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  • Sabotage!

    Thursday 5 November 2015 by Dianne Rutherford.

    An army marches on its stomach, or so the saying goes. Certainly the supply of food, equipment and weapons was such an important aspect of the First World War that it was targeted by both sides. German ports were blockaded throughout much of the war, leading to a decline in quality and quantity of German clothing, equipment and food as the war progressed. The Germans disrupted the supply of items to Britain through sinking ships bound …

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  • The merchant and the butcher: A Western Front story

    Wednesday 4 November 2015 by Craig Blanch. 2 comments

    Walter Wally Brown

    This is a revised blog first published in 2009 as “The butcher and the grocer: A Western Front story”. The revision covers Wally Brown VC’s pre-war employment and, additionally, his eventual fate. I would like to thank Wally’s daughter, Pamela Gould, for the previously unpublished material. The Western Front was epitomised by the brute force of men against machine and each other. Tens of thousands were lost in the maelstrom of …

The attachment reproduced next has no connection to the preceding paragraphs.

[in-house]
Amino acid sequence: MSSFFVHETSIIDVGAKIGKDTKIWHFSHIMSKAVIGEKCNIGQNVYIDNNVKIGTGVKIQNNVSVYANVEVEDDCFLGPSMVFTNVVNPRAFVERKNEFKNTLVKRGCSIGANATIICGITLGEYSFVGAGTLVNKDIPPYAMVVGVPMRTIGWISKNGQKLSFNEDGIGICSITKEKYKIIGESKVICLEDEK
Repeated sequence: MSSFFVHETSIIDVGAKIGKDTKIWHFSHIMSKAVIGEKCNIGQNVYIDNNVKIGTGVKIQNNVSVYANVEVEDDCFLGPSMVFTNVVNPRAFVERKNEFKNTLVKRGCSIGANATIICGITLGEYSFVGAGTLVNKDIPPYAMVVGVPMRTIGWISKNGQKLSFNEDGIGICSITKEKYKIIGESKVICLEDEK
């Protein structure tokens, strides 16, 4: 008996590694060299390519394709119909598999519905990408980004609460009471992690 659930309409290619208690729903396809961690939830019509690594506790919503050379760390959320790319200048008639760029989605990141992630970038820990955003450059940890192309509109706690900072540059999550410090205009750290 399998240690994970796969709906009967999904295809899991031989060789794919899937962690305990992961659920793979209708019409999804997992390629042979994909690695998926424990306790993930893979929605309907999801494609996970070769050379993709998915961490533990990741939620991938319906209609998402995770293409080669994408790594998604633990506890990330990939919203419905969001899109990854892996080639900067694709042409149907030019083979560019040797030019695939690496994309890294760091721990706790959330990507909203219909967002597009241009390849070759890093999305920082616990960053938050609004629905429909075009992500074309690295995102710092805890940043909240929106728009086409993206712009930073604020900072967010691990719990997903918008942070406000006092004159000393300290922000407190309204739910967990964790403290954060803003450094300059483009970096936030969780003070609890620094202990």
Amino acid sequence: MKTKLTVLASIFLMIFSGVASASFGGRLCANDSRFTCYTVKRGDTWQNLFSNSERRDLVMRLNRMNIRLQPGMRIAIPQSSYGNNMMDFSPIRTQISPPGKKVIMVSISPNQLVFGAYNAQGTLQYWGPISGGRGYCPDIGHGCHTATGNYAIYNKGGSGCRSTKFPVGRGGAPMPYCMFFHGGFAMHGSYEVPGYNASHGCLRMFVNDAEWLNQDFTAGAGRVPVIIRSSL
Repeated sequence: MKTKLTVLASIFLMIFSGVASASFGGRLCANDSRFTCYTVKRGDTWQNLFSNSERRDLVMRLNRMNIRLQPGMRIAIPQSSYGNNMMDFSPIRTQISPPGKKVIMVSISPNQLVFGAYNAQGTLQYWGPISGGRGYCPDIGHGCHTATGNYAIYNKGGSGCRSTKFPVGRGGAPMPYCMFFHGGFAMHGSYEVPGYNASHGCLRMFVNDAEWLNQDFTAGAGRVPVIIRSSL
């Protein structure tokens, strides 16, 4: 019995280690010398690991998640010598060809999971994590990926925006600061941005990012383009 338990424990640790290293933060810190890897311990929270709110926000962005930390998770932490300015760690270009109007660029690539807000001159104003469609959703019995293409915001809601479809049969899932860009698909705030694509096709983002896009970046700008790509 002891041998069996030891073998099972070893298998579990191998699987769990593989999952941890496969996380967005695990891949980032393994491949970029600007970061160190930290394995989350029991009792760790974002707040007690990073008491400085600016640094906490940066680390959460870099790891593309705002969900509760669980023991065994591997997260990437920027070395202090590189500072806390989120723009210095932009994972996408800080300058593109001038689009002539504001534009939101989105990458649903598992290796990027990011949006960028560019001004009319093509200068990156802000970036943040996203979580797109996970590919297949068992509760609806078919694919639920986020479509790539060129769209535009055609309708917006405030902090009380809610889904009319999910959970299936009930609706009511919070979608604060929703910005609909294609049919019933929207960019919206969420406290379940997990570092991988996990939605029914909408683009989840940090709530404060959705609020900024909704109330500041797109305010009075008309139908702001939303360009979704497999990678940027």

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  • ANZAC Connections: Centenary digitisation project

    Monday 2 November 2015 by Stephanie Hume. 1 comments

    The Australian War Memorial is currently undertaking a project to create a comprehensive digital archive of the ANZACs and their deeds, and of the wider Australian experience of war. The collections are selected from our extensive archives and reflect the experiences of Australian servicemen, nurses and civilians during the First World War, not just well-known personalities. This project will digitally preserve the Memorial’s …

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  • A fashionable end to Frocktober

    Friday 30 October 2015 by Eleni Holloway. 1 comments

    With the month of Frocktober* coming to an end tomorrow, the opportunity to survey the Memorial’s collection of “frocks” has presented itself. What follows is a pictorial overview of just some of our favourite dresses in the collection. REL/01748.001 This dress was made and embroidered by double amputees Private Joseph Allan Baillie, Private Malcolm Brown and Private Frederick Trice…

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  • The German Aviator's Leg

    Monday 26 October 2015 by Dianne Rutherford. 11 comments

    Luck can sometimes be a researcher’s most valuable asset. This is certainly the case for one item held by the Memorial that has fascinated many of the staff in my section – an artificial right leg worn by a German aviator during the First World War. RELAWM07698 The German pilot's artificial leg The fact someone managed to continue on active service during the war after losing a limb is fascinating and fairly rare. There were only a …